cypress-audit
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    1.0.0 • Public • Published
    Run Lighthouse and Pa11y audits directly in Cypress test suites

    License: MIT

    Why cypress-audit?

    We have the chance of being able to use powerful tools to automated and prevent from different kind of regressions:

    • Cypress has made business oriented automated verifications easy
    • Lighthouse has provided tools and metrics concerning applications performances
    • Pa11y has provided tools to analyze and improve the accessibility status of applications

    While these tools are amazingly powerful and helpful, I'm always feeling in pain when I try to use all of them in my projects.

    For example, how can I verify the performance and accessibility status of a page requiring authentication? I have to tweak Lighthouse and Pa11y configurations (that are different) and adjust my workflows accordingly.

    This is cumbersome because I already have my authentication logic and shortcuts managed by Cypress: why should I add more complexity in my tests?

    The idea behind cypress-audit is to aggregate all the underlying configurations behind dedicated Cypress custom commands: you can benefit from your own custom commands and you can run cross-cutting verifications directly inside your tests.

    Usage

    Preparation

    In order to make cypress-audit commands available in your project, there are 3 steps to follow:

    Installing the dependency

    In your favorite terminal:

    $ yarn add -D cypress-audit
    # or
    $ npm install --save-dev cypress-audit

    Preparing the server configuration

    By default, if you try to run Lighthouse or Pa11y from the command line (or from Nodejs), you will see that they both open a new web browser window by default. As you may also know, Cypress also opens a dedicated browser to run its tests.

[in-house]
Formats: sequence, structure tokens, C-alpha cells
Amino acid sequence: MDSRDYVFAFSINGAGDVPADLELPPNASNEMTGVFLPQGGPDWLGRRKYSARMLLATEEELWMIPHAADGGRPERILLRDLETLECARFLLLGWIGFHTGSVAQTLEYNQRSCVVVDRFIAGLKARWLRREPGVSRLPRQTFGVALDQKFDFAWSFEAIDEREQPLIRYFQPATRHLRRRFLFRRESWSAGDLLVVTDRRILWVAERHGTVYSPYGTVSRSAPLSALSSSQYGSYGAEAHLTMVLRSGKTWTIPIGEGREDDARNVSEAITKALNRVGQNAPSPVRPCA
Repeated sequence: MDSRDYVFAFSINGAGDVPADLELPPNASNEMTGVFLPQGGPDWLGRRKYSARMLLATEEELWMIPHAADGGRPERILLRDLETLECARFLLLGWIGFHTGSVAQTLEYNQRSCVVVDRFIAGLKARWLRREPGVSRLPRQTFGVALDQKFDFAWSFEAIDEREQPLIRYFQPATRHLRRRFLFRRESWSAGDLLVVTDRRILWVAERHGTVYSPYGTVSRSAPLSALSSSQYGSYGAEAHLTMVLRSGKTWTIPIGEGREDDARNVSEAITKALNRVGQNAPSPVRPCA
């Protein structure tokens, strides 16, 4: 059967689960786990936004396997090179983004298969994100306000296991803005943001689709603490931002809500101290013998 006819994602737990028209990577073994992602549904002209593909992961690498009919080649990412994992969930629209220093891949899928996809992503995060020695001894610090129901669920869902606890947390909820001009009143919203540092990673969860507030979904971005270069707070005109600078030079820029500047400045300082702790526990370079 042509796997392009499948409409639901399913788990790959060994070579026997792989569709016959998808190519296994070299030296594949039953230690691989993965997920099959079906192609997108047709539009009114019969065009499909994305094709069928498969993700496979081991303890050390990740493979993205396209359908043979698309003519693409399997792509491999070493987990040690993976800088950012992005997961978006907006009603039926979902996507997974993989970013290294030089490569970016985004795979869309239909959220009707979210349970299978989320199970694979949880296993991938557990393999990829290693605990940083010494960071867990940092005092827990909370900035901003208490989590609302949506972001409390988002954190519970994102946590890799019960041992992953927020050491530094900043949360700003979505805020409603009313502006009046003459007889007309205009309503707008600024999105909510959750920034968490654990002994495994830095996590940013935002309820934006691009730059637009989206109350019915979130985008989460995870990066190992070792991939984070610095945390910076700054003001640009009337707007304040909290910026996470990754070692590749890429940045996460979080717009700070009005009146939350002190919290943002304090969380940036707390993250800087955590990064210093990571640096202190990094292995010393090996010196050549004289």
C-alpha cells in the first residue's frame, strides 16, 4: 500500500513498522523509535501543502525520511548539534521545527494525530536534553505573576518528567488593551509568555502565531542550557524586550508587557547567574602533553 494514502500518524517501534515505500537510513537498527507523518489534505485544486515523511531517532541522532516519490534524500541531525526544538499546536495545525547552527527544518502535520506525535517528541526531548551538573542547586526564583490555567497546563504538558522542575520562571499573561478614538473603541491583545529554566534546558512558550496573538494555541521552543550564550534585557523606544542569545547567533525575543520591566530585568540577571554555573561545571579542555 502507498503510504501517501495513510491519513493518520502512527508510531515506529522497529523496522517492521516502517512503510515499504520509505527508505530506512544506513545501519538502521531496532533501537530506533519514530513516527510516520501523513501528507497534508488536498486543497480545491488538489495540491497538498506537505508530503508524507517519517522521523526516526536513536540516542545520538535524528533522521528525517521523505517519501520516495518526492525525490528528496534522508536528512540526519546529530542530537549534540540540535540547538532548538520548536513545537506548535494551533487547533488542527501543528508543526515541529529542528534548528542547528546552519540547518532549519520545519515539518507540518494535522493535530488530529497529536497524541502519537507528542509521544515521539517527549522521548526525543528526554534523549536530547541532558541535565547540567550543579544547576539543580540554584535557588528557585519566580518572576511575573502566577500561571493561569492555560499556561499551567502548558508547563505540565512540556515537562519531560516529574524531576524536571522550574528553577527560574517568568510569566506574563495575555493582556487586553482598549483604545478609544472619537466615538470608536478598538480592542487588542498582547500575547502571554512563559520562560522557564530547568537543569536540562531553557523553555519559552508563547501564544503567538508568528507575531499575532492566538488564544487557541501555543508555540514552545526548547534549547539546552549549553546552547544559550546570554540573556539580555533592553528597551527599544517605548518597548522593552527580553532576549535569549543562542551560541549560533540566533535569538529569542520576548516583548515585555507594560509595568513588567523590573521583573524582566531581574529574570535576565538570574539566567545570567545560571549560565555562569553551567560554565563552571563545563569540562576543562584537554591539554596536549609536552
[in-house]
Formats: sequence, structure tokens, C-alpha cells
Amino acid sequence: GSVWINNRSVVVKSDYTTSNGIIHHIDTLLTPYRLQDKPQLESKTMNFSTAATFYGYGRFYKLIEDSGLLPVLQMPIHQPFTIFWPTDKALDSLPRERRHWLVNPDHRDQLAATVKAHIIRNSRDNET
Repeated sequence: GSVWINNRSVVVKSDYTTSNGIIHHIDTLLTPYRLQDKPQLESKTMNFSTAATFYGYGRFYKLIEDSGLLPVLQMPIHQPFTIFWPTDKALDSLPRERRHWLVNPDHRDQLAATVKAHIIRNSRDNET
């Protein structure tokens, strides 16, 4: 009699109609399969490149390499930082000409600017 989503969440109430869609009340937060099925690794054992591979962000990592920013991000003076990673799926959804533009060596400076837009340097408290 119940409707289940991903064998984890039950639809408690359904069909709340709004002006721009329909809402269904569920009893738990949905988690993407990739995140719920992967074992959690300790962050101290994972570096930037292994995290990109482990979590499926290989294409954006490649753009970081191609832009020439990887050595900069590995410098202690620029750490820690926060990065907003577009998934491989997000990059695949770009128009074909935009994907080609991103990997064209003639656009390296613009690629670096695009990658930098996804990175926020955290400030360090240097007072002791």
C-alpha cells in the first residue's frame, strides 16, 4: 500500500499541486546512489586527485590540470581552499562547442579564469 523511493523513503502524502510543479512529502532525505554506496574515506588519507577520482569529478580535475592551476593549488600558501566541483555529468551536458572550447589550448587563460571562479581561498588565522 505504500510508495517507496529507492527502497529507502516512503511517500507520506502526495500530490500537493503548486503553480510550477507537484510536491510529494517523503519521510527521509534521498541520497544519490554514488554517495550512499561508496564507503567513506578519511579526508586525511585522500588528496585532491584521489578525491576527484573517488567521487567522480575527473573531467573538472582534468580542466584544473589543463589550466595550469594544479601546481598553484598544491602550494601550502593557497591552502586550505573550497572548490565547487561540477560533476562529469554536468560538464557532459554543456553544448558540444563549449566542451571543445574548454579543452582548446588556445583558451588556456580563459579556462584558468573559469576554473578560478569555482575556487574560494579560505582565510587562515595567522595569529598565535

The following configuration allows Lighthouse, Pa11y and Cypress to make their verifications inside the same browser (controlled by Cypress) instead of opening a new one.

    In the cypress/plugins/index.js file, make sure to have:

    const { lighthouse, pa11y, prepareAudit } = require("cypress-audit");
    
    module.exports = (on, config) => {
      on("before:browser:launch", (browser = {}, launchOptions) => {
        prepareAudit(launchOptions);
      });
    
      on("task", {
        lighthouse: lighthouse(), // calling the function is important
        pa11y: pa11y(), // calling the function is important
      });
    };

    Making Cypress aware of the commands

    When adding the following line in the cypress/support/commands.js file, you will be able to use cy.lighthouse and cy.pa11y inside your Cypress tests:

    import "cypress-audit/commands";

    In your code

    After completing the Preparation section, you can use the cy.lighthouse and cy.pa11y commands:

    it("should pass the audits", function () {
      cy.lighthouse();
      cy.pa11y();
    });

    ℹ️ When running the different audits, a new tab will open. It's normal. Lighthouse works that way and I don't think we can manage this otherwise (if you know how, please reach out to me 🙏).

    Accessing the raw reports

    When using custom tools, it can be convenient to directly access the raw information they provide for doing manual things, such as generating a custom reports.

    To do so, you can pass a callback function to the task initializer. Then, when an audit is run, this callback will we executed with the raw data of the underlying tool.

    In the cypress/plugins/index.js file:

    const { lighthouse, pa11y, prepareAudit } = require("cypress-audit");
    
    module.exports = (on, config) => {
      on("before:browser:launch", (browser = {}, launchOptions) => {
        prepareAudit(launchOptions);
      });
    
      on("task", {
        lighthouse: lighthouse((lighthouseReport) => {
          console.log(lighthouseReport); // raw lighthouse reports
        }),
        pa11y: pa11y((pa11yReport) => {
          console.log(pa11yReport); // raw pa11y reports
        }),
      });
    };

    Examples

    In order to verify the state of this projects, automated tests are run on CI on examples projects. These projects are located in the examples folder and contain audits for:

    If you have a specific configuration or are running using a specific tool, you can add a project example and make it part of the CI process.

    Keywords

    none

    Install

    npm i cypress-audit

    DownloadsWeekly Downloads

    26,887

    Version

    1.0.0

    License

    MIT

    Unpacked Size

    2.28 MB

    Total Files

    23

    Last publish

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